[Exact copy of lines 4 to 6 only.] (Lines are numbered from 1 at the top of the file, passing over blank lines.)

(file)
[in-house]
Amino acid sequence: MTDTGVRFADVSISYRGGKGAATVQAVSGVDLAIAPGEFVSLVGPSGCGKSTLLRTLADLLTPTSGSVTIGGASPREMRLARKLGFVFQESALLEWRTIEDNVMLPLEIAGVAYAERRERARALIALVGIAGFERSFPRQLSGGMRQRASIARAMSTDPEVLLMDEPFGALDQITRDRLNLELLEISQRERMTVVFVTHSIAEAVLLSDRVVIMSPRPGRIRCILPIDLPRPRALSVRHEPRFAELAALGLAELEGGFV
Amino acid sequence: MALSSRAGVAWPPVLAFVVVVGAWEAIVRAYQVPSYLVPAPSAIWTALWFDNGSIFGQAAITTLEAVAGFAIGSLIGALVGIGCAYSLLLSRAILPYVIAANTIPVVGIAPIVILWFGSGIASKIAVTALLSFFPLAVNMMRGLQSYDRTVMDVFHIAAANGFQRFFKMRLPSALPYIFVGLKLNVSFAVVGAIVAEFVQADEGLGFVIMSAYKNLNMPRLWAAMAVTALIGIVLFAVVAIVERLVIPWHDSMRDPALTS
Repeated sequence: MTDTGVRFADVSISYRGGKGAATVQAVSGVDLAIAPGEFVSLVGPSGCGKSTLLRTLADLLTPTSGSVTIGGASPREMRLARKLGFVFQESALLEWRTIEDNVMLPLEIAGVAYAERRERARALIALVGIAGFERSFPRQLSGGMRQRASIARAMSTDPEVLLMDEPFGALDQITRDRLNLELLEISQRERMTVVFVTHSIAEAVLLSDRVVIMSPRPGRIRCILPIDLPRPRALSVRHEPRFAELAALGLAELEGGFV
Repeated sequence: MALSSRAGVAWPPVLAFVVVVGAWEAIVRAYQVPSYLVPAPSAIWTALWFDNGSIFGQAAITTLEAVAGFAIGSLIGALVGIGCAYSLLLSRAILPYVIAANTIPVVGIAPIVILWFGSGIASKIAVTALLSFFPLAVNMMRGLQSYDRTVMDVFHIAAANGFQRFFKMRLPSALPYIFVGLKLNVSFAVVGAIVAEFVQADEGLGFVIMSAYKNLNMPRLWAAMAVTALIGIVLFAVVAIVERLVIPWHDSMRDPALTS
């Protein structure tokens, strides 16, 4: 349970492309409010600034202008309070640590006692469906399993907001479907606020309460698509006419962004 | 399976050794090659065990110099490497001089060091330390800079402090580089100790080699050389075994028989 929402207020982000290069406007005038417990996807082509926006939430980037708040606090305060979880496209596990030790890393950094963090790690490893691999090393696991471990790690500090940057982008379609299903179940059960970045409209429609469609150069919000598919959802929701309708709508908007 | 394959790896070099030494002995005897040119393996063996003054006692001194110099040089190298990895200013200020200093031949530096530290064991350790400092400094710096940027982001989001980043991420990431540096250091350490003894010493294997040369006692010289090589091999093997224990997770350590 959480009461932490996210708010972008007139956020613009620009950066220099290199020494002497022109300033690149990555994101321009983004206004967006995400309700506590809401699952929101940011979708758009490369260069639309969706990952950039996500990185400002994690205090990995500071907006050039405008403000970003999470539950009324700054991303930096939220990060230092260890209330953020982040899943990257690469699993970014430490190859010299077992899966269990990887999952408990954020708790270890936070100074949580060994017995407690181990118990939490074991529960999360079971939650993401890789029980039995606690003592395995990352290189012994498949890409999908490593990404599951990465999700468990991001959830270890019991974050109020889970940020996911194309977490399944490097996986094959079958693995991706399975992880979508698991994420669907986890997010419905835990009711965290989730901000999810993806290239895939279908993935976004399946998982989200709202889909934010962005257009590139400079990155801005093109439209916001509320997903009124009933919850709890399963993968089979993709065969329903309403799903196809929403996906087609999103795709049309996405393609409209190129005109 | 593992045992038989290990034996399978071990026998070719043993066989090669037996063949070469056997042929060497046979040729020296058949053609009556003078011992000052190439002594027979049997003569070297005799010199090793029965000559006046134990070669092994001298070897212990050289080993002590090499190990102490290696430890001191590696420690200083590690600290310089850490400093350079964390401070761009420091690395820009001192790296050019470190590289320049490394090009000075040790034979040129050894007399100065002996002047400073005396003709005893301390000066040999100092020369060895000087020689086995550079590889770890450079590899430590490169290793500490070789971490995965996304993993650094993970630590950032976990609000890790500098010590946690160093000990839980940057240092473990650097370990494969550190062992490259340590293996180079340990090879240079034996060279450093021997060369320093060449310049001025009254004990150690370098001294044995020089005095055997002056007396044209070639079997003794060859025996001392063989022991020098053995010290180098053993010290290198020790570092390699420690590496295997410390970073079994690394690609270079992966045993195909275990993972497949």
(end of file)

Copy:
Repeated sequence: MTDTGVRFADVSISYRGGKGAATVQAVSGVDLAIAPGEFVSLVGPSGCGKSTLLRTLADLLTPTSGSVTIGGASPREMRLARKLGFVFQESALLEWRTIEDNVMLPLEIAGVAYAERRERARALIALVGIAGFERSFPRQLSGGMRQRASIARAMSTDPEVLLMDEPFGALDQITRDRLNLELLEISQRERMTVVFVTHSIAEAVLLSDRVVIMSPRPGRIRCILPIDLPRPRALSVRHEPRFAELAALGLAELEGGFV
Repeated sequence: MALSSRAGVAWPPVLAFVVVVGAWEAIVRAYQVPSYLVPAPSAIWTALWFDNGSIFGQAAITTLEAVAGFAIGSLIGALVGIGCAYSLLLSRAILPYVIAANTIPVVGIAPIVILWFGSGIASKIAVTALLSFFPLAVNMMRGLQSYDRTVMDVFHIAAANGFQRFFKMRLPSALPYIFVGLKLNVSFAVVGAIVAEFVQADEGLGFVIMSAYKNLNMPRLWAAMAVTALIGIVLFAVVAIVERLVIPWHDSMRDPALTS
């Protein structure tokens, strides 16, 4: 349970492309409010600034202008309070640590006692469906399993907001479907606020309460698509006419962004 | 399976050794090659065990110099490497001089060091330390800079402090580089100790080699050389075994028989 929402207020982000290069406007005038417990996807082509926006939430980037708040606090305060979880496209596990030790890393950094963090790690490893691999090393696991471990790690500090940057982008379609299903179940059960970045409209429609469609150069919000598919959802929701309708709508908007 | 394959790896070099030494002995005897040119393996063996003054006692001194110099040089190298990895200013200020200093031949530096530290064991350790400092400094710096940027982001989001980043991420990431540096250091350490003894010493294997040369006692010289090589091999093997224990997770350590 959480009461932490996210708010972008007139956020613009620009950066220099290199020494002497022109300033690149990555994101321009983004206004967006995400309700506590809401699952929101940011979708758009490369260069639309969706990952950039996500990185400002994690205090990995500071907006050039405008403000970003999470539950009324700054991303930096939220990060230092260890209330953020982040899943990257690469699993970014430490190859010299077992899966269990990887999952408990954020708790270890936070100074949580060994017995407690181990118990939490074991529960999360079971939650993401890789029980039995606690003592395995990352290189012994498949890409999908490593990404599951990465999700468990991001959830270890019991974050109020889970940020996911194309977490399944490097996986094959079958693995991706399975992880979508698991994420669907986890997010419905835990009711965290989730901000999810993806290239895939279908993935976004399946998982989200709202889909934010962005257009590139400079990155801005093109439209916001509320997903009124009933919850709890399963993968089979993709065969329903309403799903196809929403996906087609999103795709049309996405393609409209190129005109 | 593992045992038989290990034996399978071990026998070719043993066989090669037996063949070469056997042929060497046979040729020296058949053609009556003078011992000052190439002594027979049997003569070297005799010199090793029965000559006046134990070669092994001298070897212990050289080993002590090499190990102490290696430890001191590696420690200083590690600290310089850490400093350079964390401070761009420091690395820009001192790296050019470190590289320049490394090009000075040790034979040129050894007399100065002996002047400073005396003709005893301390000066040999100092020369060895000087020689086995550079590889770890450079590899430590490169290793500490070789971490995965996304993993650094993970630590950032976990609000890790500098010590946690160093000990839980940057240092473990650097370990494969550190062992490259340590293996180079340990090879240079034996060279450093021997060369320093060449310049001025009254004990150690370098001294044995020089005095055997002056007396044209070639079997003794060859025996001392063989022991020098053995010290180098053993010290290198020790570092390699420690590496295997410390970073079994690394690609270079992966045993195909275990993972497949």